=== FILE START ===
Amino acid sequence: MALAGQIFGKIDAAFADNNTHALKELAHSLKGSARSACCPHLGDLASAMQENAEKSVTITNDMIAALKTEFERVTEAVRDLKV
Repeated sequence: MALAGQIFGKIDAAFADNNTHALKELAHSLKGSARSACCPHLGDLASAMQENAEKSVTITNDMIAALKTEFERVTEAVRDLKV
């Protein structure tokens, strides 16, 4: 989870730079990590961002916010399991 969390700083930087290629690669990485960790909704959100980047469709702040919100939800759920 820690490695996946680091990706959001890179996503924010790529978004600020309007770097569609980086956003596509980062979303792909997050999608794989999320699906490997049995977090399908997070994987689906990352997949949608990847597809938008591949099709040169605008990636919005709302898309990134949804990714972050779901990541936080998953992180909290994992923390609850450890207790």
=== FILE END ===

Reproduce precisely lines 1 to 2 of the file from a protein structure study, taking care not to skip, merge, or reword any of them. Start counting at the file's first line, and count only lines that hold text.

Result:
Amino acid sequence: MALAGQIFGKIDAAFADNNTHALKELAHSLKGSARSACCPHLGDLASAMQENAEKSVTITNDMIAALKTEFERVTEAVRDLKV
Repeated sequence: MALAGQIFGKIDAAFADNNTHALKELAHSLKGSARSACCPHLGDLASAMQENAEKSVTITNDMIAALKTEFERVTEAVRDLKV